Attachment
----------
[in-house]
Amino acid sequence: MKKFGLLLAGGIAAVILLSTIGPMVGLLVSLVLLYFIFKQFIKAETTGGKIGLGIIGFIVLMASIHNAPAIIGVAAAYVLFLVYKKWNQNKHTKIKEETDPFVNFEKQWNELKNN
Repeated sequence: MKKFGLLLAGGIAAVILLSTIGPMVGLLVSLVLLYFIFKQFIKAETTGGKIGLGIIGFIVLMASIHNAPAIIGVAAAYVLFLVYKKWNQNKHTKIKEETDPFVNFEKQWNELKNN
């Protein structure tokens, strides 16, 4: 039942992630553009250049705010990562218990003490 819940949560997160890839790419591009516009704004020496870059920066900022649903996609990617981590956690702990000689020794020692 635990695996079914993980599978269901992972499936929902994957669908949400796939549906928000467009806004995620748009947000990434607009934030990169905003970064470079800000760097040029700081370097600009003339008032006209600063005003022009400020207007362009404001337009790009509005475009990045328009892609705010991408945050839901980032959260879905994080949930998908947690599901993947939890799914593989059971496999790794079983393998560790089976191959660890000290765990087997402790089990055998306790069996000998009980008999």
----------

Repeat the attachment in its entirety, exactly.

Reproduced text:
[in-house]
Amino acid sequence: MKKFGLLLAGGIAAVILLSTIGPMVGLLVSLVLLYFIFKQFIKAETTGGKIGLGIIGFIVLMASIHNAPAIIGVAAAYVLFLVYKKWNQNKHTKIKEETDPFVNFEKQWNELKNN
Repeated sequence: MKKFGLLLAGGIAAVILLSTIGPMVGLLVSLVLLYFIFKQFIKAETTGGKIGLGIIGFIVLMASIHNAPAIIGVAAAYVLFLVYKKWNQNKHTKIKEETDPFVNFEKQWNELKNN
């Protein structure tokens, strides 16, 4: 039942992630553009250049705010990562218990003490 819940949560997160890839790419591009516009704004020496870059920066900022649903996609990617981590956690702990000689020794020692 635990695996079914993980599978269901992972499936929902994957669908949400796939549906928000467009806004995620748009947000990434607009934030990169905003970064470079800000760097040029700081370097600009003339008032006209600063005003022009400020207007362009404001337009790009509005475009990045328009892609705010991408945050839901980032959260879905994080949930998908947690599901993947939890799914593989059971496999790794079983393998560790089976191959660890000290765990087997402790089990055998306790069996000998009980008999």